1690 ENGLISH POETRY 1579-1830: SPENSER AND THE TRADITION

Richard Brathwait

Anthony Wood, Athenae Oxonienses (1690-91; 1721) 2:516-17.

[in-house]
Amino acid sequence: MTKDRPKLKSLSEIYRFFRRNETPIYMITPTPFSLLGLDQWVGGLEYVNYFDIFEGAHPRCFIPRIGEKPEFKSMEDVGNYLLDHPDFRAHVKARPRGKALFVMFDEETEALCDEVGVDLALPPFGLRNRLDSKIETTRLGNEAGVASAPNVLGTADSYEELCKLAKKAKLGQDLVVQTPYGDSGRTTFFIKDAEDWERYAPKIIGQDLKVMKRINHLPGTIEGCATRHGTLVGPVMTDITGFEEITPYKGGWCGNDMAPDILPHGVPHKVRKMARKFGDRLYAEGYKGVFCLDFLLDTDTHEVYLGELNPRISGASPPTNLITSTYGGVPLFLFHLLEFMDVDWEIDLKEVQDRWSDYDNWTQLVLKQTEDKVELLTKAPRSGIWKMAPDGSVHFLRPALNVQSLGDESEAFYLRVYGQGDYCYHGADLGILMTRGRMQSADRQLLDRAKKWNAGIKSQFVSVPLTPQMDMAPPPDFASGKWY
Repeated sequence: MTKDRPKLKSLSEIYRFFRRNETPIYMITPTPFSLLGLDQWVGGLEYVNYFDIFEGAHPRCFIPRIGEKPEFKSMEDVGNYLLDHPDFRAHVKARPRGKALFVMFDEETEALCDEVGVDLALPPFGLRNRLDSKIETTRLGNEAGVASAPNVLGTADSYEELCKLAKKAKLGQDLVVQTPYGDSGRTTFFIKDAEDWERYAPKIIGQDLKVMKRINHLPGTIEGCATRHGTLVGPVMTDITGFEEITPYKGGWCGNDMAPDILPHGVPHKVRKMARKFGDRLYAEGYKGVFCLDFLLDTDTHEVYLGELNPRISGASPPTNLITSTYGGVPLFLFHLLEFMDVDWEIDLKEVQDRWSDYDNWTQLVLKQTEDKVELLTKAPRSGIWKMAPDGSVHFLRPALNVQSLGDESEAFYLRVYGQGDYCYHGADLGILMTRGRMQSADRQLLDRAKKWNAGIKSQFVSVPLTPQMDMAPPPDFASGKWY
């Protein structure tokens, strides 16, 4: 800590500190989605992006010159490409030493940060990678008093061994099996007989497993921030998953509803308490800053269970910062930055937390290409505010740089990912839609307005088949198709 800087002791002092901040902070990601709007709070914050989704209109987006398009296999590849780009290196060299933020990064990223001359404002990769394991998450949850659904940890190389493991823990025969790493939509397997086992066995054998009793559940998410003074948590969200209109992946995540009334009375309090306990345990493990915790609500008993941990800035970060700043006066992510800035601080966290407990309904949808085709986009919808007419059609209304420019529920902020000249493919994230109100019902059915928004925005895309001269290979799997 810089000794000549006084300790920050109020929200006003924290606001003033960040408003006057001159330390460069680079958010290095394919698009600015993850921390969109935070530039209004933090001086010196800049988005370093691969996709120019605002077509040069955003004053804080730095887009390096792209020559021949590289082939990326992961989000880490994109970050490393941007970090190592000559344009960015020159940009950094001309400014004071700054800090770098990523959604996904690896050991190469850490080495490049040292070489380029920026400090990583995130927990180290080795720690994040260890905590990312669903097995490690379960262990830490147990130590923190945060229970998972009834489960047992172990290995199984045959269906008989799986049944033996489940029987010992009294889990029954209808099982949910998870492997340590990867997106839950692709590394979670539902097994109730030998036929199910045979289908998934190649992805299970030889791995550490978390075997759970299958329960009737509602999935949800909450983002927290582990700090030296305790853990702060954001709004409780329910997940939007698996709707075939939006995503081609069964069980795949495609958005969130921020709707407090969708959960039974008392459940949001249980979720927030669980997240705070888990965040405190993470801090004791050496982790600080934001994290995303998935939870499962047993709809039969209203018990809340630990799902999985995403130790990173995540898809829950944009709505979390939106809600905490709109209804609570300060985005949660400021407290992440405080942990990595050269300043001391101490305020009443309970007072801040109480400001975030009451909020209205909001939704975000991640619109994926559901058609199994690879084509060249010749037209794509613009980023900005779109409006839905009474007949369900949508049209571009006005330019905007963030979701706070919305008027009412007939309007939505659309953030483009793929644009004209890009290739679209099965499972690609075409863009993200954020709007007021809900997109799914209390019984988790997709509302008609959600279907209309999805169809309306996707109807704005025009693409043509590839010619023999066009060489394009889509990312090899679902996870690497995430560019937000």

RICHARD BRATHWAYTE, Second Son of Thomas Brathwayte of Warcop near Appleby in Westmoreland, Son and Heir of Thomas Brathwayte of Ambleside in the Barony of Kendall, became a Commoner of Oriel College, an. 1604, aged 16, at which time he was matriculated as a Gentleman's Son and a Native of the County of Northumberland. While he continued in that House, which was at least three Years, he avoided, as much as he could, the rough Paths of Logic and Philosophy, and traced those smooth ones of Poetry and Roman History, in which at length he did excel. Afterwards he removed to Cambridge, as it seems, where also he spent some time for the sake of dead and living Authors, and then receding to the north Parts of England, his Father bestowed on him Barnside before-mention'd: where living many Years, he became Captain of a Foot-Company in the Trained-bands, a Deputy Lieutenant in the County of Westmorland, a Justice of Peace and a noted Wit and Poet. He wrote and published several Books in English, consisting of Prose and Poetry, highly commended in the Age wherein published, but since slighted and despised as frivolous Matters, and only to be taken into the Hands of Novices. The Titles of them are these [list omitted]. What other things he hath written I know not, nor any thing else of him, only that in his latter days he removed, upon an employment or rather a second Marriage, to Appleton near Richmond in Yorkshire, where dying on the fourth day of May in sixteen hundred seventy and three, was buried in the Parish Church of Catherick near that place; leaving behind him the Character of a well-bred and a good Neighbour.